Both traditionally and self-published authors need to be “engaged”, traditional publishers have to be open to new voices from different backgrounds, tricky rights issues need to be tackled, but ultimately traditional and indie author communities need to come together.
Those are some of the main discussion points at yesterday's Author Day, The Bookseller’s inaugural conference aimed at exploring a "common understanding” between writers and publishers.
The role of authors engaged in the publishing process was a recurring theme throughout the day, particularly because of the “cut through” authors need to have with today’s busy, media-saturated consumer. In a panel of authors and agents, Curtis Brown agent Sheila Crowley said that authors needed to engage with audiences, partially because of shifts in reading and what people were looking at on their smart phones. She said: “[Authors and publishers] are in competition like never before. We are competing against a lot of new, great drama—Neflix, Amazon Prime, etc—there are so many more ways of people accessing great stories.”
In the later What Publishing Can Do panel discussion, publishing consultant Katie Roden echoed these thoughts. She said: “Our competition is infinite, not just other authors but what is on our small screens [of our smartphones].” She said authors perhaps needed to think of changing reader habits “on the smaller screens” and what that might mean for how authors compose and develop stories.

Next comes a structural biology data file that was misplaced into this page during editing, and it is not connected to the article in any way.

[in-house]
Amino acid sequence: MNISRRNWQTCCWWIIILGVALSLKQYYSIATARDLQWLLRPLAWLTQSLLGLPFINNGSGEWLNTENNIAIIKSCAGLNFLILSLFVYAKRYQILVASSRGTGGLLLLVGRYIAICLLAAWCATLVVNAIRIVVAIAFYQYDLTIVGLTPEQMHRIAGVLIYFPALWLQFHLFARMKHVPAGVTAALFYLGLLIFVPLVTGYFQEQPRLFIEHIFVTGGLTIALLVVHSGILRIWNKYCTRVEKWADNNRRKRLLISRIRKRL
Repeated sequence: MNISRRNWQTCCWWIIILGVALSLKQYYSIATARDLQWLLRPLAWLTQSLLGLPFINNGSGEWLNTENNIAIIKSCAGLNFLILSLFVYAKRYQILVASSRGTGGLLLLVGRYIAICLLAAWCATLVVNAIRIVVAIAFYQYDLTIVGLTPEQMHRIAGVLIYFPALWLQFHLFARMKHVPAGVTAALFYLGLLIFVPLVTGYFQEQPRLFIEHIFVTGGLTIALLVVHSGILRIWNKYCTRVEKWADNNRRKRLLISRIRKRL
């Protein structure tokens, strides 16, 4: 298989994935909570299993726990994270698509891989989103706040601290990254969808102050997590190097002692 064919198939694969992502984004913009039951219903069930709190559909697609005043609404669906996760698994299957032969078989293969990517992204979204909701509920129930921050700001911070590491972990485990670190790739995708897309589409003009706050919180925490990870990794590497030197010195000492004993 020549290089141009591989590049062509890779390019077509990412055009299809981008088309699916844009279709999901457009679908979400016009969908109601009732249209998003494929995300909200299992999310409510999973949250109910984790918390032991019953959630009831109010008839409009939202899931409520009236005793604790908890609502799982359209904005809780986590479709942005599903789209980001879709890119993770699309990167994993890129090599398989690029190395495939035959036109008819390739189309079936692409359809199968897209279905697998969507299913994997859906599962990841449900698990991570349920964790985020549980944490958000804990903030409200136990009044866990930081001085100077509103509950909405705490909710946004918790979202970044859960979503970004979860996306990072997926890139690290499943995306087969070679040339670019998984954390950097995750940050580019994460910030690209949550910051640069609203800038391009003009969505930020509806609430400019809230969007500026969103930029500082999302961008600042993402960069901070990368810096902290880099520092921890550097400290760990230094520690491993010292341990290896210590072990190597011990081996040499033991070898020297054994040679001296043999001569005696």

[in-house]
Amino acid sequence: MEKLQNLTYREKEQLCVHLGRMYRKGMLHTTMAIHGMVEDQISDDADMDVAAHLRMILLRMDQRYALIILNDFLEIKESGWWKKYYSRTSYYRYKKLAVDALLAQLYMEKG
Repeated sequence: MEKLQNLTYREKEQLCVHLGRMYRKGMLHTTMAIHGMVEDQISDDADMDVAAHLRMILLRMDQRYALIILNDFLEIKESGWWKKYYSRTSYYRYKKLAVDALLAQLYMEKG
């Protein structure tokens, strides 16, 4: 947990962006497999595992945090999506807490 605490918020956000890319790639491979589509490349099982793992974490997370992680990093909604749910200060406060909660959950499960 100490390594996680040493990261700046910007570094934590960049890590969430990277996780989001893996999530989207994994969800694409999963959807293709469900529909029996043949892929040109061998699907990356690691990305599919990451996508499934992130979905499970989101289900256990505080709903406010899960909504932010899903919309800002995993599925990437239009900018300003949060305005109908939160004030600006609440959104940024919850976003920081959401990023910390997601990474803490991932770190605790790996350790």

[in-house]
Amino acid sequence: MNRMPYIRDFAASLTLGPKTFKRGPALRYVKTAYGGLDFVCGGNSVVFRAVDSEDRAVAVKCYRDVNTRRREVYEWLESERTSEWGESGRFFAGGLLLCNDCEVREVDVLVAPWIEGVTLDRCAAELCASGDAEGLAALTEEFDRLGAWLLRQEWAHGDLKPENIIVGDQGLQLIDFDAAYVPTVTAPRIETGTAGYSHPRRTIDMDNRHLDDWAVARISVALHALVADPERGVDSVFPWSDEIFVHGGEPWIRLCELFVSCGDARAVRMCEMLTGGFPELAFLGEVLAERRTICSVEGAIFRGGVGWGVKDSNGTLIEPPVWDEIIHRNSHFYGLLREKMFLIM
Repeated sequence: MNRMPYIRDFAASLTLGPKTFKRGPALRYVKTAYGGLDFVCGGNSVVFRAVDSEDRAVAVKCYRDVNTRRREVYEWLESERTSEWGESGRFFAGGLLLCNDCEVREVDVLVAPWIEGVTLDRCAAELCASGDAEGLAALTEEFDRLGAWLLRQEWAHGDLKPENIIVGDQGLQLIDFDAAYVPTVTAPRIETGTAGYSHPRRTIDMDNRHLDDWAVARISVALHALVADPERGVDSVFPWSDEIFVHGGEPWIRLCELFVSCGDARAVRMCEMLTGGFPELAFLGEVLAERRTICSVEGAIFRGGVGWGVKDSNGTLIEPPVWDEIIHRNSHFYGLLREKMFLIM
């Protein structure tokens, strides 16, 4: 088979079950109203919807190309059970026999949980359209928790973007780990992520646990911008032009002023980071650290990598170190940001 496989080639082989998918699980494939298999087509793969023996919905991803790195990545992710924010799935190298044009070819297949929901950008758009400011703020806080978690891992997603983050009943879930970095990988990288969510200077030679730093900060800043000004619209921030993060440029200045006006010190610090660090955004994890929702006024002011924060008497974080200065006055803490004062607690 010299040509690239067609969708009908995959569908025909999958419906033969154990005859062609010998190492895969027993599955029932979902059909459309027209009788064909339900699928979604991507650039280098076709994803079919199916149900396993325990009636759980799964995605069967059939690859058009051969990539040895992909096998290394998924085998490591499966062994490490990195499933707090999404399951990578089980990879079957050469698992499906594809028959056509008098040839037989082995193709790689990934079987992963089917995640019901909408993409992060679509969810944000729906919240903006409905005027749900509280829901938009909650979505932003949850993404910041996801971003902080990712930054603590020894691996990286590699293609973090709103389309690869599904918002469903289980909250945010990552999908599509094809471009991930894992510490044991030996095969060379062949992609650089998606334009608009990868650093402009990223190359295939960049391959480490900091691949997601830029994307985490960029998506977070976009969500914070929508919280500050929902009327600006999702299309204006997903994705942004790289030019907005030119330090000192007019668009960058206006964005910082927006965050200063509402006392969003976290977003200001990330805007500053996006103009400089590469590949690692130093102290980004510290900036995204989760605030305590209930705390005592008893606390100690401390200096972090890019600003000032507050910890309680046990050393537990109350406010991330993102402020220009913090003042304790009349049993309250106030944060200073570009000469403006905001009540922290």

In the same panel, Pan Macmillan digital and communication director Sara Lloyd refuted earlier claims that traditional publishers did not want to work with authors who ask a lot of questions of them. She said: “We want authors to be engaged, we love authors to be enthusiastic. But there are different levels of engagement that authors are comfortable with. And that is our job, to provide the services to help them reach readers.”
Traditional publishers were taken to task for being risk adverse in their content which has made them eschew emerging voices. Author, journalist and 22Five Publishing co-founder Douglas Wight said most publishers were too shortsighted. He added: “What they want and what they are commissioning is the short answer to ‘if you liked this you’ll love this’. The great thing about self-publishing is that there is a way to cut through this.”
Lack of new voices was a key theme on What Authors Can Do: Allied Interests. Author Nikesh Shukla, author and editor of Rife magazine, said people in the industry needed to be “less defensive” about calls for more diversity. “We all have a collective responsibility to change things,” he said. “It’s not your fault, it’s the industry’s fault, but we’re all responsible for that industry while we want to be a part of it.”
Though earlier in the day Alli founder Orna Ross said there had been a “power shift” towards writers in the publishing industry, many questions were raised about the current rights regime in publishing and whether or not they benefitted writers. Author Kate Pullinger pointed out the irony that “we are supposed to be in this modern global economy with no borders yet publishing is still very territorial”. Sheil Land agent Piers Blofeld, meanwhile, decried some publishers who were “squatting on rights” and made it difficult for rights to revert to authors.
A statement, based on discussion points raised at Author Day, will be presented at the FutureBook Conference 2015 (4th December), during the session "Writing the future: author-centric publishing" at 12.10pm. For more information or tickets visit thebookseller.com/futurebook/2015.